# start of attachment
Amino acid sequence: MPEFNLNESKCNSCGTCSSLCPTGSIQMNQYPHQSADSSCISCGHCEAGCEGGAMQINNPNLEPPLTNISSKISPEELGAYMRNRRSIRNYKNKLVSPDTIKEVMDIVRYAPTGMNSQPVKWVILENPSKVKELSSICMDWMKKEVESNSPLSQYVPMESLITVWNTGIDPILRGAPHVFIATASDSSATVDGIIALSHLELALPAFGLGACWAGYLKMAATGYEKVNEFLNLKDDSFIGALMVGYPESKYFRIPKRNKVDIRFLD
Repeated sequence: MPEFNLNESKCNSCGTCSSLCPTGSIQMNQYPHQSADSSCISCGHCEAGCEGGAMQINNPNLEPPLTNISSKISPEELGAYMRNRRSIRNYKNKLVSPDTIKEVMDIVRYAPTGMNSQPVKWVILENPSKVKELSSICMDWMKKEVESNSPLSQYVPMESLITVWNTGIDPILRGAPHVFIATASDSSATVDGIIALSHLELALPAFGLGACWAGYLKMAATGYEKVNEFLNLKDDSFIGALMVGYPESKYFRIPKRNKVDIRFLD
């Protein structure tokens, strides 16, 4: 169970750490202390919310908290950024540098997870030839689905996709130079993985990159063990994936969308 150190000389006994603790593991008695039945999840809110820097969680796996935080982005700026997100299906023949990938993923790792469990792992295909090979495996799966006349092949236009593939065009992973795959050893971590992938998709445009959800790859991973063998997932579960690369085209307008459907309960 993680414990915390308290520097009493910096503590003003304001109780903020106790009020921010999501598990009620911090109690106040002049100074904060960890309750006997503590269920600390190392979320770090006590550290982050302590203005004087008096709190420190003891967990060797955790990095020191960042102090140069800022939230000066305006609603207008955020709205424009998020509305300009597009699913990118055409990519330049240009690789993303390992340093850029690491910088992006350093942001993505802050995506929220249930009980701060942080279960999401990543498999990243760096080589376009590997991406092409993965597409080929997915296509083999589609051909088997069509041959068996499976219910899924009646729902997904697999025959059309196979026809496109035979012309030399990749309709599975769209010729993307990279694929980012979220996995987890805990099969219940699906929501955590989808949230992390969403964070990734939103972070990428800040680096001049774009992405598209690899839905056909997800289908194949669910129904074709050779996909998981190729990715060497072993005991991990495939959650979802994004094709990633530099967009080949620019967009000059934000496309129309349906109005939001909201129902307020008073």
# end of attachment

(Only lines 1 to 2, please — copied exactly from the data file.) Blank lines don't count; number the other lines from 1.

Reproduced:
Amino acid sequence: MPEFNLNESKCNSCGTCSSLCPTGSIQMNQYPHQSADSSCISCGHCEAGCEGGAMQINNPNLEPPLTNISSKISPEELGAYMRNRRSIRNYKNKLVSPDTIKEVMDIVRYAPTGMNSQPVKWVILENPSKVKELSSICMDWMKKEVESNSPLSQYVPMESLITVWNTGIDPILRGAPHVFIATASDSSATVDGIIALSHLELALPAFGLGACWAGYLKMAATGYEKVNEFLNLKDDSFIGALMVGYPESKYFRIPKRNKVDIRFLD
Repeated sequence: MPEFNLNESKCNSCGTCSSLCPTGSIQMNQYPHQSADSSCISCGHCEAGCEGGAMQINNPNLEPPLTNISSKISPEELGAYMRNRRSIRNYKNKLVSPDTIKEVMDIVRYAPTGMNSQPVKWVILENPSKVKELSSICMDWMKKEVESNSPLSQYVPMESLITVWNTGIDPILRGAPHVFIATASDSSATVDGIIALSHLELALPAFGLGACWAGYLKMAATGYEKVNEFLNLKDDSFIGALMVGYPESKYFRIPKRNKVDIRFLD